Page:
When Microsoft acquired Skype, Skype was an awesome product and a very viable challenger to the traditional telcos. Many pundits would say it's not as good today as it was before and they are likely right, and that's due largely to integration into the rest of the Microsoft platform. But the real story about the Skype purchase continues to be playing out month after month, as Microsoft reveals what many of us have suspected for some time. They want to be your phone company. And they are doing this by working with the telcos, not against them as the Register UK points out.
After the purchase was announced former Microsoft CEO Steve Ballmer met with CEO's of telcos to assure them that Microsoft wasn't their competitor, and that instead they were a valued partner, beginning to engage more with the telcos to be a vibrant sales channel for them for services like Office 365, Xbox as well as the new line of smartphones that eventually came about with the now failed Nokia acquisition. It was in in those meeting that Ballmer laid out the plan of how Microsoft would be using Skype to make them more money by providing them an enterprise offering that would allow the telcos to not see defections to the likes of 8x8, Switch, Mitel and others. Because Skype's growth was occurring on the mobile platforms, Ballmer started with the wireless side of the house at the operators and with the latest move, Microsoft is moving more deeply into the enterprise market by appealing to their broadband side. In essence Microsoft is doing what it always has done. Sell through channel. License its software and be the technology supplier. In this case, its going after the lucrative voice market. The carriers dumb pipes carry the data, which in this case is the voice packets the same way they carry Outlook content, Word or Excel or PowerPoint files.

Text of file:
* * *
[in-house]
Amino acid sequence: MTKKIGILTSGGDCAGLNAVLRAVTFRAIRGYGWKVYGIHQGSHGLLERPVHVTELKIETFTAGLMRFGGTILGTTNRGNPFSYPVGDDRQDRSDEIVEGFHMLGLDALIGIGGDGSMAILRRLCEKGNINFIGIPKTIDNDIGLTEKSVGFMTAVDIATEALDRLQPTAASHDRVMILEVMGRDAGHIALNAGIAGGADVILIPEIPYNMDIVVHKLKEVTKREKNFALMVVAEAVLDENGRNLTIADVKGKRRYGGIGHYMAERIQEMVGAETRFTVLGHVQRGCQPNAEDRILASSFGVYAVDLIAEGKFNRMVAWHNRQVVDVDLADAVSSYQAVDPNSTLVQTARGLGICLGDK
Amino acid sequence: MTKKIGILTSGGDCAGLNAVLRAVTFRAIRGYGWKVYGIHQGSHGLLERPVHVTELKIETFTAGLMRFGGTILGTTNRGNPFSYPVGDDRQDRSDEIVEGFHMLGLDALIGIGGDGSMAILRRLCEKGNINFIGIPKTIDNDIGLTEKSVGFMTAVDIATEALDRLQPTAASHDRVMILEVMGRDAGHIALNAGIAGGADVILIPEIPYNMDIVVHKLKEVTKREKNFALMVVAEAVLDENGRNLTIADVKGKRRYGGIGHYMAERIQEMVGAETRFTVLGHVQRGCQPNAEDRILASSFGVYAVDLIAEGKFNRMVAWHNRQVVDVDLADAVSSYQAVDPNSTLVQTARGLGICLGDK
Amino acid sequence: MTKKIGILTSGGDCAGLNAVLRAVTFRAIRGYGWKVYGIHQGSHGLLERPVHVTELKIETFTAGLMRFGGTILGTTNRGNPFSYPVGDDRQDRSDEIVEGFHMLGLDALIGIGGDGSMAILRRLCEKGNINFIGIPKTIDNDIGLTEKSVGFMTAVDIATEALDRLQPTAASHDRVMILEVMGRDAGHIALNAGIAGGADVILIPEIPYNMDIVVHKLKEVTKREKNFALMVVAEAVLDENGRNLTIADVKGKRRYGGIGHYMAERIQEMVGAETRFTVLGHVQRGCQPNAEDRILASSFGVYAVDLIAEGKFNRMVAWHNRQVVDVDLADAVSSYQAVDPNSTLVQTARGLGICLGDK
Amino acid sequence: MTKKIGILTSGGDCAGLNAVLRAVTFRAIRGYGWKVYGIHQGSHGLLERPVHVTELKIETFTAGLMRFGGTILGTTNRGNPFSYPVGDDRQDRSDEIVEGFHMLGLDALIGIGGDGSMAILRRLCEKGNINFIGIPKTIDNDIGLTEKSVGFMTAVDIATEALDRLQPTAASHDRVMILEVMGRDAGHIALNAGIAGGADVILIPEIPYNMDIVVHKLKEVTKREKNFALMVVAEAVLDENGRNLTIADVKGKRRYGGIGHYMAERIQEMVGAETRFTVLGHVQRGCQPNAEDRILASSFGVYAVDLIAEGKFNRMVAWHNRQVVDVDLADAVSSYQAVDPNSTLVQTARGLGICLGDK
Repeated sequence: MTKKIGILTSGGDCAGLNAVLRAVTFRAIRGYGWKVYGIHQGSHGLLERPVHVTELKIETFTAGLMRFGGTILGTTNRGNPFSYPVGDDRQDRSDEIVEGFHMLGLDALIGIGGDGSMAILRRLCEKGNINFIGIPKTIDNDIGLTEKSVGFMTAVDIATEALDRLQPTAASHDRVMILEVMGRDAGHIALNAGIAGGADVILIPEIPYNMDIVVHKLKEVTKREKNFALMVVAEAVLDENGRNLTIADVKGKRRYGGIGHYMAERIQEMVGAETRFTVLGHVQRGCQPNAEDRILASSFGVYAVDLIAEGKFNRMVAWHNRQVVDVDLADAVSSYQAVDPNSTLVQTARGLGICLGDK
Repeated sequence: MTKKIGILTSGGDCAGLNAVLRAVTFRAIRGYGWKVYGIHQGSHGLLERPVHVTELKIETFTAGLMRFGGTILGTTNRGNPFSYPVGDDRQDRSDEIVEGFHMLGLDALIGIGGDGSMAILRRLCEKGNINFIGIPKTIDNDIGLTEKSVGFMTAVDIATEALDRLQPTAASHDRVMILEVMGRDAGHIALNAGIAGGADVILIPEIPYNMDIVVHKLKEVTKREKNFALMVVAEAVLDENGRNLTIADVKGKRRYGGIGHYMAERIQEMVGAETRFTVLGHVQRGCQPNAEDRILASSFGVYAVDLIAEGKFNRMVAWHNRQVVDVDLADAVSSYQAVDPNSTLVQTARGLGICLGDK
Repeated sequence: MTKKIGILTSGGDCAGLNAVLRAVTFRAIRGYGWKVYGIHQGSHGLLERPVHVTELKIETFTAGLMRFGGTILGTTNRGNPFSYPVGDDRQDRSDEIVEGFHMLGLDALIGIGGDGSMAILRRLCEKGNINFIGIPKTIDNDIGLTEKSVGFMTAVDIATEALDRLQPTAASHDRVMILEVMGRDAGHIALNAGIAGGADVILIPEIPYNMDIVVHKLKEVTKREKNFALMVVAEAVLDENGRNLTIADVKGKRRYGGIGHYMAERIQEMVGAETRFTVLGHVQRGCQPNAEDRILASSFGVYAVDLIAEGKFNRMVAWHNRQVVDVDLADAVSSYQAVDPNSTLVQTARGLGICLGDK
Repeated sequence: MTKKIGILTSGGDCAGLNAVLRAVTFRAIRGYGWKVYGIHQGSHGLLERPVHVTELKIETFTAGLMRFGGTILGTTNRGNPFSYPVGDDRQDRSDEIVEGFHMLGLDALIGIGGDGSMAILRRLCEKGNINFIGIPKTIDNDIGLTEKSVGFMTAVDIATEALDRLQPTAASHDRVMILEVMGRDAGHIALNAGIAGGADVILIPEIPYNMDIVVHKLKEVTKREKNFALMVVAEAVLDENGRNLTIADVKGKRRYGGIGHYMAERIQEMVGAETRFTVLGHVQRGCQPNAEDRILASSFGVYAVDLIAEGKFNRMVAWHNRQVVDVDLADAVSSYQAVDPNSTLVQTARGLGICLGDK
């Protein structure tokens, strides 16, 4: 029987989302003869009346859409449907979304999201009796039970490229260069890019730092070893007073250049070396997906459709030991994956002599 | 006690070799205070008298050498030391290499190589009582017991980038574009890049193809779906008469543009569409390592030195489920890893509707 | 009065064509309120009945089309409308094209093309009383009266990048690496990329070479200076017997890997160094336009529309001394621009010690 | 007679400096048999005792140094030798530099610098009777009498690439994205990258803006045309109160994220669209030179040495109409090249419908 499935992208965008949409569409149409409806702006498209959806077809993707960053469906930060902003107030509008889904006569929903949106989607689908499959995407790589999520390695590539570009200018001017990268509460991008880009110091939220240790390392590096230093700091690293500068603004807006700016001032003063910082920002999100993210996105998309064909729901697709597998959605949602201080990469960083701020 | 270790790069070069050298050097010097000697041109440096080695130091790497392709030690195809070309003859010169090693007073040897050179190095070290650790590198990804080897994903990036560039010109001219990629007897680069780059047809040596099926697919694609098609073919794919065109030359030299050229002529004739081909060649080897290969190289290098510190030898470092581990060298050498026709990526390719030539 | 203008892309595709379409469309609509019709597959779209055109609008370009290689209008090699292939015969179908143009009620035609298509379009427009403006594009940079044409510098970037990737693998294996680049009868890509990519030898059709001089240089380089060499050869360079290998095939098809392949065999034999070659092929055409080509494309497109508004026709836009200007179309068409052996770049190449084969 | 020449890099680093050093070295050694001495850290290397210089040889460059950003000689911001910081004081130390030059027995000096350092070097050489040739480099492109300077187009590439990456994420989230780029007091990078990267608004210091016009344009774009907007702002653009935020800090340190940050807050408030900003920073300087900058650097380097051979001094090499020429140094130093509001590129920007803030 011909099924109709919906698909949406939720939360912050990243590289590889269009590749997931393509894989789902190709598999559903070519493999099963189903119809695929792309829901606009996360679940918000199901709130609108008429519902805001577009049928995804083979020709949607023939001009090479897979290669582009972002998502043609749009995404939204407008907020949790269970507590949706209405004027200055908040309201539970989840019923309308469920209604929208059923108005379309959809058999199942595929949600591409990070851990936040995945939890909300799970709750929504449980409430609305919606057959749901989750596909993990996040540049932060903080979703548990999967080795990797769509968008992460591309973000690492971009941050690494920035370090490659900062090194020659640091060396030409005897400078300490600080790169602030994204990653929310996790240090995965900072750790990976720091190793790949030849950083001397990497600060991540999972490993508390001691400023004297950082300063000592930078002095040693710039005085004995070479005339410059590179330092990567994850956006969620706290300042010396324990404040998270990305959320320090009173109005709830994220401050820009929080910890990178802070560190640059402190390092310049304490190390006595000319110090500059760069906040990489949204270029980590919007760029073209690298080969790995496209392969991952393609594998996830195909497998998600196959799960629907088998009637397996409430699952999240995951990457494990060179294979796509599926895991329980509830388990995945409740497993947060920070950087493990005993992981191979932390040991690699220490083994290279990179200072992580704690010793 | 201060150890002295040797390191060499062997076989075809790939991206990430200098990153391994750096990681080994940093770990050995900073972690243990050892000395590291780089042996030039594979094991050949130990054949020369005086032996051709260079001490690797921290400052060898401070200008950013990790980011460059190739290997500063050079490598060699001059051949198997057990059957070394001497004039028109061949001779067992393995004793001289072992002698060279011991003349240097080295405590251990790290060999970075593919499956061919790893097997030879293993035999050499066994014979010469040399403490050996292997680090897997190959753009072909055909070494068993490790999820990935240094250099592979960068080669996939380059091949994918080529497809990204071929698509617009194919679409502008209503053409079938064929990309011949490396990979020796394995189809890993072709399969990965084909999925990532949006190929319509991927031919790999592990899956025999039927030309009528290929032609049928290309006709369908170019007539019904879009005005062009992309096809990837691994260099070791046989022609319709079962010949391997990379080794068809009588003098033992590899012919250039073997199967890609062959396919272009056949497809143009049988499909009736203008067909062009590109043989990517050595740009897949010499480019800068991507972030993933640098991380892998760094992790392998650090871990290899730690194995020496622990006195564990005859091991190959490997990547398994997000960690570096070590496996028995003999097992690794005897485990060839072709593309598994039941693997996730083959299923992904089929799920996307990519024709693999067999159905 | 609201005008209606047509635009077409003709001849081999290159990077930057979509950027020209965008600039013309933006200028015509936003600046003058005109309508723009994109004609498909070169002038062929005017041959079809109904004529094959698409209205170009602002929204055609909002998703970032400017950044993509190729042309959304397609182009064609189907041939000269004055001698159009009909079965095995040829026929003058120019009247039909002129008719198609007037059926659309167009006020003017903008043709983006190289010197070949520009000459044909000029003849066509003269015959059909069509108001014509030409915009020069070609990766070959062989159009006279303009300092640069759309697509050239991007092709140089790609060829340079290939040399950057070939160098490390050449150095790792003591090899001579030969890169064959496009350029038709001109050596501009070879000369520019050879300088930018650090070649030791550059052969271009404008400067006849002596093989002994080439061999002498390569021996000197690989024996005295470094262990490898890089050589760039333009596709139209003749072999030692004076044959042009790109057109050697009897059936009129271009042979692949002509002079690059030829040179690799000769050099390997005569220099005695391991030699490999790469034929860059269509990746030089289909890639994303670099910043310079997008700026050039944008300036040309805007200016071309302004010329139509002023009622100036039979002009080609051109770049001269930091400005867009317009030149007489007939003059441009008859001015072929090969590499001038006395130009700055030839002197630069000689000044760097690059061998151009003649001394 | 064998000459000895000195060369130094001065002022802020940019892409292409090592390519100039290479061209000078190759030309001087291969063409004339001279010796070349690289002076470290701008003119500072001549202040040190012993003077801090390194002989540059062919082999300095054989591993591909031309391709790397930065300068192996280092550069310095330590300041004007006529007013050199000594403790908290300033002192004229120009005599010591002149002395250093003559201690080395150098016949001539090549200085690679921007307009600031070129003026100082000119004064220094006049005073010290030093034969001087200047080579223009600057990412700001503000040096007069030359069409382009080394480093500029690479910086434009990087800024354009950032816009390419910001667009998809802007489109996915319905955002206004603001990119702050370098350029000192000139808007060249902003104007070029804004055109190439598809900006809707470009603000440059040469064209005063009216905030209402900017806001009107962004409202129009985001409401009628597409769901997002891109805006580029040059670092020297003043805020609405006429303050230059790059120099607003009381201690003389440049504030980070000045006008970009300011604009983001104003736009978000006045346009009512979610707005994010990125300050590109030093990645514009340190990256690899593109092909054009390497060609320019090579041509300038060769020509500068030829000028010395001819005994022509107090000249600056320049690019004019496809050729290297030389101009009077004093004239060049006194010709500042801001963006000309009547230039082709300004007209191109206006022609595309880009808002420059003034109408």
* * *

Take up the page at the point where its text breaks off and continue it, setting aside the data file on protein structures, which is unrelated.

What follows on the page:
Basically, Skype already proved that as an Over The Top provider of decoupled telephony services that it could use the telcos pipes to deliver reliable and feature rich telephony services without the carrier selling those, as long as the customer had broadband access. So this is really a full circle play, but with one change. The efforts are now with the operators support and blessing vs. where Skype was the enemy. With the news about Skype For Business and their newer Skype Meeting Broadcast, Microsoft is readily taking on the established players and saying again to the telcos, be our pipe, be our distribution partner, sell our services, carry our packets, but get out of the business of carrying voice...because with the Skype core, MSFT can do it better, cheaper and innovate faster, as video calling, something the telcos have tried to do since 1964, points out.
With the recent news, all the so called "partners" of Microsoft who are telcos, VoIP providers or conference providers may have to start to worry. If Microsoft was your so called friendly partner, are they now your frienemy or even enemy? But as carriers like AT&T, BT, Verizon and others want to be less reliant on voice revenues, sell more data and networking solutions in the Information Services sector, is this really bad for them? I think not. It's good for them, as long as the pipes are level for everyone.
P.S. And if you wondered why Citrix is looking to dump GoToMeeting, all you have to look no farther than this news.